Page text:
Can you beat the casino with the Martingale roulette strategy? Do you have a better chance to beat the casino using the Martingale strategy if you’re playing online? Can this strategy help your roulette play here at Springbok, THE no deposit casino for you?
Of all the roulette strategies, the Martingale strategy is the best-known and most popular online casino technique. The strategy dates back to the 18th century when it was used on coin flips. No one is certain of the strategy’s origins but it quickly gained popularity because, when the strategy is in place, the gambler wins his stake.
In short, regardless of the variation of the Martingale strategy that’s in place, the gambler doubles his bet after every loss. In that way, the first win recovers all previous losses and wins a profit equal to the original stake.
The most logical casino game to which to apply the martingale strategy is roulette since a player who bets on the color (black or red) or the number (odds or evens) has a 50% chance of hitting a win since there are only two bet options.
The Martingale strategy is seen as a sure thing by its supporters. A gambler who can continue to double his bets will almost certainly eventually hit the right option and he can then win back his entire stake.
No one is certain how the Martingale Strategy got started but many historians believe that the name came from John Henry Martindale, a London casino owner who would win more often than he would lose. He would encourage visitors to his casino to place double value bets when they lost, claiming that, if they were patient, they would make back their losses.
One gambler who used the strategy to his advantage was Charles Wells, an English-French engineer who became rich in 1891 when he turned 4,000 France into 1,000,000 in 3 days of play at a Monte Carlo casino.
There are multiple variations of this strategy but all are appropriate for both online and brick-and-mortar casino roulette. It doesn’t seem to matter in which type of casino you’re playing since the strategy is the same for both venues.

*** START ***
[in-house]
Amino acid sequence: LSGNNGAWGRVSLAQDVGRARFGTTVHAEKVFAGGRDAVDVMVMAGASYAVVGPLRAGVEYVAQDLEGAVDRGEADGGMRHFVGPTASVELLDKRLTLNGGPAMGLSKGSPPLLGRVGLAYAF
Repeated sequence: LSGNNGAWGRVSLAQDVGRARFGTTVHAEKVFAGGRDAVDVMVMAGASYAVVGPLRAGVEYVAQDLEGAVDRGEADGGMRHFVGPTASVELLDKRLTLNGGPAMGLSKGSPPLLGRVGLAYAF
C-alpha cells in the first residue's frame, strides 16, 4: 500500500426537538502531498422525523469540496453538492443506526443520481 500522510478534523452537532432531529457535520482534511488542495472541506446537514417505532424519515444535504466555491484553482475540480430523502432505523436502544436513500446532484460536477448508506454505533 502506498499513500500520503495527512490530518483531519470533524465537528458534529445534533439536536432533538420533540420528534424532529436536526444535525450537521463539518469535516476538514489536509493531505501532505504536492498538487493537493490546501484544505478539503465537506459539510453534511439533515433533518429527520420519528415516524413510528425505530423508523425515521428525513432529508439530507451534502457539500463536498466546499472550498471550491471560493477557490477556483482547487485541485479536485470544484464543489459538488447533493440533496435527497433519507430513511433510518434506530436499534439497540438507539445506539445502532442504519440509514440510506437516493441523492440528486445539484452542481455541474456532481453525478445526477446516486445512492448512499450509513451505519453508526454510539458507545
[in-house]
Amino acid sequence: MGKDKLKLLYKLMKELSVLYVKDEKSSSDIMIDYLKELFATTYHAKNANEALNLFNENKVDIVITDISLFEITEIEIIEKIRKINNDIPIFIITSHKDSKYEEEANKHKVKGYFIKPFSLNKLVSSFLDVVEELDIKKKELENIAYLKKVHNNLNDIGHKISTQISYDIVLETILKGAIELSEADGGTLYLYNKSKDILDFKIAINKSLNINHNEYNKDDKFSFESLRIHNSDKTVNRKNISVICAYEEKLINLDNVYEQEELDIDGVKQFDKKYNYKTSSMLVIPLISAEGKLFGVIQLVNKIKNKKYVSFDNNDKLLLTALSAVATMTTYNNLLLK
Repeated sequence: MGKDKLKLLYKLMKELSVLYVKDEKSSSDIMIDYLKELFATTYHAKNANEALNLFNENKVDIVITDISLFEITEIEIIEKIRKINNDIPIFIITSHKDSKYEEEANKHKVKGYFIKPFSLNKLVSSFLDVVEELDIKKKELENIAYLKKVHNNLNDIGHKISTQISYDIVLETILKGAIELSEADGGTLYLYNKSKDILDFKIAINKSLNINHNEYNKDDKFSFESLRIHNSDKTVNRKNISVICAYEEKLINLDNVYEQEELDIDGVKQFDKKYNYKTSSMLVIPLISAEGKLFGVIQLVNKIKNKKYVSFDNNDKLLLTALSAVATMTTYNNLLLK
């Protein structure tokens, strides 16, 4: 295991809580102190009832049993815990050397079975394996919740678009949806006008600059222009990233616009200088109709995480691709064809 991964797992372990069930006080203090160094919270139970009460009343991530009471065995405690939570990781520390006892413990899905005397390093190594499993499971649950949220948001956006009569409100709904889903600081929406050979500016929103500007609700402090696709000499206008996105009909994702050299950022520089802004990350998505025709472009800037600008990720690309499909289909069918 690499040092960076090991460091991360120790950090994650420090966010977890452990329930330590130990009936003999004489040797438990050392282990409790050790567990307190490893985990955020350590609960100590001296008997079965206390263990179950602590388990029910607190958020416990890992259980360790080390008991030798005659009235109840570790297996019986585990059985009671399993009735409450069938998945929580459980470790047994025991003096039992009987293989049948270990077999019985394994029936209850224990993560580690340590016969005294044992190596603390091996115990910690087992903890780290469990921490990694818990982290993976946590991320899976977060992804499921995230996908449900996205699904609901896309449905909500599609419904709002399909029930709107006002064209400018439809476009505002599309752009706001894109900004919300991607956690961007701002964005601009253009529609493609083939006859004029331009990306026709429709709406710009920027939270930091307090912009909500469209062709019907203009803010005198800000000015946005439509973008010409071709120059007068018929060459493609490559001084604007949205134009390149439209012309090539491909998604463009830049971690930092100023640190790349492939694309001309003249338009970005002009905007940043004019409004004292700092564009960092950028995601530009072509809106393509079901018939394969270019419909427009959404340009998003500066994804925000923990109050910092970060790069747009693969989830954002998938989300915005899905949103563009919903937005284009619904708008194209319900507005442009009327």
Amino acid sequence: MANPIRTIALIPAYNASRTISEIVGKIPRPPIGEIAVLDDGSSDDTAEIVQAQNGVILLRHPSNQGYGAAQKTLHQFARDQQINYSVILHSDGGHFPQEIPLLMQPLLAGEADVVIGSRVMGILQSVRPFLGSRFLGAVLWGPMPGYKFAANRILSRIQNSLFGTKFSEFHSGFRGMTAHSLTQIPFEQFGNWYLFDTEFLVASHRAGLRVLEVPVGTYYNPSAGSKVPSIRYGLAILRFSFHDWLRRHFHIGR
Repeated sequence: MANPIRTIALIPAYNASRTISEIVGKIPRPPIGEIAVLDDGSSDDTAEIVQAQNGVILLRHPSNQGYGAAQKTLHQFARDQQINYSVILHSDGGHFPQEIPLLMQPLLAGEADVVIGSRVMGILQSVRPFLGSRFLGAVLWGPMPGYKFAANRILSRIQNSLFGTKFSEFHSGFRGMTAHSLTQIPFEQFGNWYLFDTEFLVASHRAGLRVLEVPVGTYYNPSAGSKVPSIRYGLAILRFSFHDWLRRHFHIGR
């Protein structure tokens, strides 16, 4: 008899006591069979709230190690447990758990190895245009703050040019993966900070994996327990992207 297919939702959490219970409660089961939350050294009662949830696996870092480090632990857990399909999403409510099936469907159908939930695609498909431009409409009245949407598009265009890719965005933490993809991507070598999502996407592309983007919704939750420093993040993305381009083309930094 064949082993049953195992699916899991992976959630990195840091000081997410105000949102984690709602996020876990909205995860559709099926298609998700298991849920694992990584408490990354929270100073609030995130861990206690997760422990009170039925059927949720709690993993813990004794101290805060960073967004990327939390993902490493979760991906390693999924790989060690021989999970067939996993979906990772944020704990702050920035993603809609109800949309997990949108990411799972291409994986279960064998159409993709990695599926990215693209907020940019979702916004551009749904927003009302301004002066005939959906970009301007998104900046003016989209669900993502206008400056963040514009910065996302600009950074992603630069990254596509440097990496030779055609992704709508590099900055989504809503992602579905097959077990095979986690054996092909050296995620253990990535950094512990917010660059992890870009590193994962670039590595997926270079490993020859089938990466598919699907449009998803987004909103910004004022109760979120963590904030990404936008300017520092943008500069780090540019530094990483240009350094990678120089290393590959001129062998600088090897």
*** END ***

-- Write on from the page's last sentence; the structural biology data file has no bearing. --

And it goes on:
In its basic form, you double the value of your stake every time you have a losing bet. If you win, you go back to the value of your original bet. In roulette, you bet only on alternatives that give you double the stake back when you achieve a win – odds and evens or reds and blacks.
- If you place a $1 on the color “black” – if the ball comes to rest on a black section in the roulette wheel, you win.
- In the next round, you play with a $1 stake because you won.
- If you lose, you should double your next bet to $2 to make up for the 2nd round’s losses.
- Now, let’s say that your 2nd bet loses. On your third bet, you need to wager $4.
- If that $4 bet wins, go back to a $1 bet and start the process over again. In the meantime, you’ll come out $3 richer.
As you double your last stake on losses, you will maintain a net profit on your original bet. You’ll need a good-sized bankroll to be able to do this since, when doubling up, you’re not always guaranteed to see a win before you run out of money.
Using that $1 bet as an example, after nine losses you will have spent $512 just to get your $1 back. On the other hand, the chances of losing nine times in a row are very low -- 1,000:1 which is uncommon. The risk is always there though and you have to factor that in when you decide how to play your game.
It makes no difference if you’re using the Martingale strategy on a roulette wheel online or on-site. The results come down to the amount of money you have to bet and the question of whether you’re willing to risk it all.
Here are some statistics for you to consider: Thirty rounds on the roulette wheel at $1 a bet on odds/evens or red/black, regardless if you win or lose, will bring you, on average, a 46% session profit. If you’re using the Martingale strategy your 30 spins would increase to an average 82% profit.
On the other hand, remember that strings of consecutive losses actually occur more often than you would think and such losses can bankrupt a gamer quickly.